Giniel de Villers stormed to a magnificent third on Stage 5. Picture: Jakub Fruhauf / MCH

Arequipa, Peru - Nine-times world rally champion Sebastien Loeb withdrew from the Dakar Rally on Wednesday while defending champion Stephane Peterhansel stretched his lead after the last full stage in Peru.

Loeb, who won Tuesday's fourth stage for Peugeot and was second overall, stopped five kilometres into the 266km fifth stage from San Juan de Marcona to Arequipa, the last overnight stop before the rally enters Bolivia and the high-altitude stages. He lost two hours waiting for assistance before continuing but, with co-driver Daniel Elena in pain from the jolt in the dunes, had to accept defeat.

"The sand was extremely loose," Loeb said. "We got stuck once and managed to get going again. We got to a crest where another car was stuck. We were following Al-Attiyah and saw him go over, so we did the same, but I hadn't realised there was a hole behind the crest. And, bam, we went right into the hole.

"Right now I'm trying to see how my navigator's doing: we're driving really slowly and, as soon as I go over 30km/h he screams inside the car."

'Mr Dakar' Stephane Peterhansel didn't put a wheel wrong all day to take his 72nd Dakar stage win - his first of 2018. Picture: Red Bull via

Peterhansel, Loeb's team-mate who had been nearly seven minutes clear on Tuesday and heading for a record 14th Dakar win, took the stage to extend his lead over Carlos Sainz to 31 minutes and 16 seconds. Sainz, also in a Peugeot and a double world rally champion, got bogged down in the dunes early on and was 18 minutes behind Peterhansel at the finish.

The Gazoo Racing SA Toyotas fought back on Wednesday, with Dutch driver Bernhard ten Brinke ending up second on the stage, 4m32s behind Peterhansel and ahead of South African star Giniel de Villiers, Sainz and Nasser Al Attiyah.

Ten Brinke not only recorded a perfectly clean stage, but also kept pace with the leading Peugeot of Stephane Peterhansel over terrain that was much more suited to the buggy.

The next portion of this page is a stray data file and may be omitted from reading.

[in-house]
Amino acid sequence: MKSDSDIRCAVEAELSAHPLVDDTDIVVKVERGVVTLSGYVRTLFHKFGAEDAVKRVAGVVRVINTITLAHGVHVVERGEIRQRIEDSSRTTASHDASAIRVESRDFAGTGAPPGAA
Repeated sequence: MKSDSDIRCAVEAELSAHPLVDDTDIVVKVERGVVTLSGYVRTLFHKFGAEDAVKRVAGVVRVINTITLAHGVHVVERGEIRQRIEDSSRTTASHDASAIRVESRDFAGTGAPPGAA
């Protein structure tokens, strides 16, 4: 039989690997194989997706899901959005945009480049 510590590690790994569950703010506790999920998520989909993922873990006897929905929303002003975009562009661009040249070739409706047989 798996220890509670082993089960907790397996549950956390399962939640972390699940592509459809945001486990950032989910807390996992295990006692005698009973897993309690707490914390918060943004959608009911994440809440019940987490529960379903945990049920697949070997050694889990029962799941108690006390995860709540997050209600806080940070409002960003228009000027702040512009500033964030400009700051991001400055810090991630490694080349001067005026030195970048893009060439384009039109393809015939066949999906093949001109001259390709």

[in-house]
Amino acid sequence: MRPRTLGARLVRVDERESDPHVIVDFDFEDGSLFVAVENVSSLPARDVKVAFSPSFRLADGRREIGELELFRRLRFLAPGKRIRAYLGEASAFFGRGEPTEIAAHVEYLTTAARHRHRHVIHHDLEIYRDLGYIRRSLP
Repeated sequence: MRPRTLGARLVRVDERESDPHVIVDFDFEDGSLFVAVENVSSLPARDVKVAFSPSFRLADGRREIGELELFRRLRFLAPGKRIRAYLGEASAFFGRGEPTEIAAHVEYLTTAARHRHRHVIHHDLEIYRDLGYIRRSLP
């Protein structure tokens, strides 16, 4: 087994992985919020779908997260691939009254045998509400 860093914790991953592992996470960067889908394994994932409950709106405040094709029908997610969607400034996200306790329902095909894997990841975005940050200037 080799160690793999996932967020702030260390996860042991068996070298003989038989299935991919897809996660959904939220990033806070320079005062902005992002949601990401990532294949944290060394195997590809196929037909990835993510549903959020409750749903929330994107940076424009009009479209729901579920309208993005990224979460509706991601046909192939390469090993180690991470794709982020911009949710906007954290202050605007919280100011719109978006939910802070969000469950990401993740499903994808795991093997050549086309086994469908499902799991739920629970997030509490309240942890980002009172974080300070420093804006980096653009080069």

Ten Brinke finished Stage 5 third, only 4m32s behind Peterhansel. Picture: Ricardo Mazalan / AP

De Villiers got stuck shortly after starting the stage. He wasn't alone, however, as many of the top drivers lost time in the same area.

"It certainly wasn’t the start we wanted," admitted De Villers afterwards, "but fortunately we didn’t lose too much time today, and we finished the day 13 minutes behind Peterhansel - if we hadn't got stuck near the start, we could have finished much closer.”

De Villiers posted the third-fastest time on the stage, about five minutes ahead of Sainz, despite suffering a puncture mid-stage.

It was a tough day for Al-Attiyah; the current Cross-Country World Cup title holder started the day on a charge, and quickly made up some time over the leaders, only to be slowed by a gearbox problem.

“Luckily the stage was divided into two sections," said Al-Attiyah, "and we were able to catch up with our technical crew between the sections. They did an amazing job to replace our gearbox in just twenty minutes – but that meant that we’d lost even more time.”

Al-Attiyah quickly found his rhythm again, however, and clawed back time throughout the remainder of the stage to finish fifth, having lost only 16 minutes to Peterhansel despite the gearbox change.

That brought the Hiluxes back up to third, fourth and fifth overall behind the Peugeots of Peterhansel and Carlos Sainz, with Ten Brinke ahead of Al Attiyah and De Villiers; the three South African-built bakkies were split by just 23 minutes, making for an interesting race between them going forward.

Joan Barreda Bort moved up from 14th fourth overall with a masterful ride on Stage 5. Picture: Ricardo Mazalan / AP

TreasuryOne Volkswagen Amarok privateer Hennie de Klerk enjoyed a positive day in the sand, bringing it home 37th for the day to move up one place to 33rd overall, while navigator Rob Howie was 16th after guiding Lucio Alvares home.


Joan Barreda Bort mastered the loose sand to win the stage by more than 10 minutes from KTM factory rider Matthias Walkner, catapulting him from 14th to fourth in the overall standngs, while his Honda team-mate Kevin Benevides was third for the day, two minutes further down, moving him up to within a minute of motorcycle leader Adrien van Beveren (Yamaha) in the overall standings.

Van Beveren had a rough day in the dunes, finishing fifth on the stage behind Walkner's team-mate Antoine Meo, 14 minutes behind Barreda Bort and lucky to hold into his overall lead.

Top South African rider David Thomas brought his Husqvarna home a fine 47th, moving up nine places to 48th overall, while Donovan van de Langeberg (KTM) made up two places after posting 58th on Stage 5, to sit 65th overall.

Willem du Toit (KTM) posted his worst stage result yet on the Dakar, finishing 78th - but still moved up two places to 66th overall, while Gerry van der Byl posted his best finish yet in 112th, and moved up eight places to 111th.

Wessel Bosman was the last of 114 surviving motorcycle competitors to finish Stage 5, and was also last in the overall standngs.


The Dakar leaves Peru and the desert on Thursday and heads into the mountains for its sixth stage, with a 313km timed special section, from the city of Arequipa, across the border into Bolivia and up to the shores of Lake Titicaca before ending in La Paz, where it takes its traditional rest day on Friday.

IOL Motoring and Reuters

Results - Stage 5